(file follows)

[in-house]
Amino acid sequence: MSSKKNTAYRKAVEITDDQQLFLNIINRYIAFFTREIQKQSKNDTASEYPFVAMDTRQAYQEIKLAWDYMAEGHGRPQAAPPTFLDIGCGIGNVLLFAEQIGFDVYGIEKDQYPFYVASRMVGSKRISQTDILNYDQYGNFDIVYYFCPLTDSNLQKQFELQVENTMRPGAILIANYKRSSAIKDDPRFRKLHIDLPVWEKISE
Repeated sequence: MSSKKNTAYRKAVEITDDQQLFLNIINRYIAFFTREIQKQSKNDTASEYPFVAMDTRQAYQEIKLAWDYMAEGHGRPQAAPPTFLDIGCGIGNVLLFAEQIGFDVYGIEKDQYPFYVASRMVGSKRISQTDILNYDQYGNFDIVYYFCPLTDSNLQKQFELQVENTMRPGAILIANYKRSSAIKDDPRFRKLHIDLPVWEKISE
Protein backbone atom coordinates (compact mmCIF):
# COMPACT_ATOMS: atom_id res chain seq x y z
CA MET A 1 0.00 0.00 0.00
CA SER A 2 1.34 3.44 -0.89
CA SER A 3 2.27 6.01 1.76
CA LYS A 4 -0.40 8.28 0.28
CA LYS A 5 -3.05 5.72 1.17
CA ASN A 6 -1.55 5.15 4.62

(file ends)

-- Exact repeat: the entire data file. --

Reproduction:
[in-house]
Amino acid sequence: MSSKKNTAYRKAVEITDDQQLFLNIINRYIAFFTREIQKQSKNDTASEYPFVAMDTRQAYQEIKLAWDYMAEGHGRPQAAPPTFLDIGCGIGNVLLFAEQIGFDVYGIEKDQYPFYVASRMVGSKRISQTDILNYDQYGNFDIVYYFCPLTDSNLQKQFELQVENTMRPGAILIANYKRSSAIKDDPRFRKLHIDLPVWEKISE
Repeated sequence: MSSKKNTAYRKAVEITDDQQLFLNIINRYIAFFTREIQKQSKNDTASEYPFVAMDTRQAYQEIKLAWDYMAEGHGRPQAAPPTFLDIGCGIGNVLLFAEQIGFDVYGIEKDQYPFYVASRMVGSKRISQTDILNYDQYGNFDIVYYFCPLTDSNLQKQFELQVENTMRPGAILIANYKRSSAIKDDPRFRKLHIDLPVWEKISE
Protein backbone atom coordinates (compact mmCIF):
# COMPACT_ATOMS: atom_id res chain seq x y z
CA MET A 1 0.00 0.00 0.00
CA SER A 2 1.34 3.44 -0.89
CA SER A 3 2.27 6.01 1.76
CA LYS A 4 -0.40 8.28 0.28
CA LYS A 5 -3.05 5.72 1.17
CA ASN A 6 -1.55 5.15 4.62